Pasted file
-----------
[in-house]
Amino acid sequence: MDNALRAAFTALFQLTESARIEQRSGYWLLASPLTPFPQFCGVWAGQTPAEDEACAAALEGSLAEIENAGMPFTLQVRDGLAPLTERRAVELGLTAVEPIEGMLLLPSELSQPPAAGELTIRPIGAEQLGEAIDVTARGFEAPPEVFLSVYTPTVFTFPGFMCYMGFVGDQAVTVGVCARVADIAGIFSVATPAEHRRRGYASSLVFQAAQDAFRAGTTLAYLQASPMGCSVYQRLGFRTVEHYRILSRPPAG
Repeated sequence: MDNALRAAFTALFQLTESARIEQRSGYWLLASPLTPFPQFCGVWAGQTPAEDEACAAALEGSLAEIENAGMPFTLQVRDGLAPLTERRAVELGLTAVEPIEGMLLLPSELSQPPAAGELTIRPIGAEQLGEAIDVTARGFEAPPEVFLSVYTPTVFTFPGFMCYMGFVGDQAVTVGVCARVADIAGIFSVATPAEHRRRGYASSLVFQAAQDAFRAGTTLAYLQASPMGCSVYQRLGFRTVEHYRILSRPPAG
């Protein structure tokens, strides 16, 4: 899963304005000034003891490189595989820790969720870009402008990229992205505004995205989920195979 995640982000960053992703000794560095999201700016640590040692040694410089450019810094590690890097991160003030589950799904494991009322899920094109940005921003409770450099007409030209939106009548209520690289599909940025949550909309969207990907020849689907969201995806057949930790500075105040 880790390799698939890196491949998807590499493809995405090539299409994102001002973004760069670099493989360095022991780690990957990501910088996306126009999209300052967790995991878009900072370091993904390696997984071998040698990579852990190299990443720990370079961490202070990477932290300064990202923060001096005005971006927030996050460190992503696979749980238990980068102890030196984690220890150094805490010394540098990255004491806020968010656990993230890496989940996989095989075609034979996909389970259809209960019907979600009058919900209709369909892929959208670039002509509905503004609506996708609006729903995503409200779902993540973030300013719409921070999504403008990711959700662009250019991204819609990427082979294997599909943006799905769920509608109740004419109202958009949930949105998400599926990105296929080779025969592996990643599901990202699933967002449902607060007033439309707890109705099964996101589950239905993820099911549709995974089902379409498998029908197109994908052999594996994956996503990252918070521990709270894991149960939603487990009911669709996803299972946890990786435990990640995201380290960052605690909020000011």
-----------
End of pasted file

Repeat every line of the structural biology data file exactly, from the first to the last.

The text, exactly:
[in-house]
Amino acid sequence: MDNALRAAFTALFQLTESARIEQRSGYWLLASPLTPFPQFCGVWAGQTPAEDEACAAALEGSLAEIENAGMPFTLQVRDGLAPLTERRAVELGLTAVEPIEGMLLLPSELSQPPAAGELTIRPIGAEQLGEAIDVTARGFEAPPEVFLSVYTPTVFTFPGFMCYMGFVGDQAVTVGVCARVADIAGIFSVATPAEHRRRGYASSLVFQAAQDAFRAGTTLAYLQASPMGCSVYQRLGFRTVEHYRILSRPPAG
Repeated sequence: MDNALRAAFTALFQLTESARIEQRSGYWLLASPLTPFPQFCGVWAGQTPAEDEACAAALEGSLAEIENAGMPFTLQVRDGLAPLTERRAVELGLTAVEPIEGMLLLPSELSQPPAAGELTIRPIGAEQLGEAIDVTARGFEAPPEVFLSVYTPTVFTFPGFMCYMGFVGDQAVTVGVCARVADIAGIFSVATPAEHRRRGYASSLVFQAAQDAFRAGTTLAYLQASPMGCSVYQRLGFRTVEHYRILSRPPAG
């Protein structure tokens, strides 16, 4: 899963304005000034003891490189595989820790969720870009402008990229992205505004995205989920195979 995640982000960053992703000794560095999201700016640590040692040694410089450019810094590690890097991160003030589950799904494991009322899920094109940005921003409770450099007409030209939106009548209520690289599909940025949550909309969207990907020849689907969201995806057949930790500075105040 880790390799698939890196491949998807590499493809995405090539299409994102001002973004760069670099493989360095022991780690990957990501910088996306126009999209300052967790995991878009900072370091993904390696997984071998040698990579852990190299990443720990370079961490202070990477932290300064990202923060001096005005971006927030996050460190992503696979749980238990980068102890030196984690220890150094805490010394540098990255004491806020968010656990993230890496989940996989095989075609034979996909389970259809209960019907979600009058919900209709369909892929959208670039002509509905503004609506996708609006729903995503409200779902993540973030300013719409921070999504403008990711959700662009250019991204819609990427082979294997599909943006799905769920509608109740004419109202958009949930949105998400599926990105296929080779025969592996990643599901990202699933967002449902607060007033439309707890109705099964996101589950239905993820099911549709995974089902379409498998029908197109994908052999594996994956996503990252918070521990709270894991149960939603487990009911669709996803299972946890990786435990990640995201380290960052605690909020000011």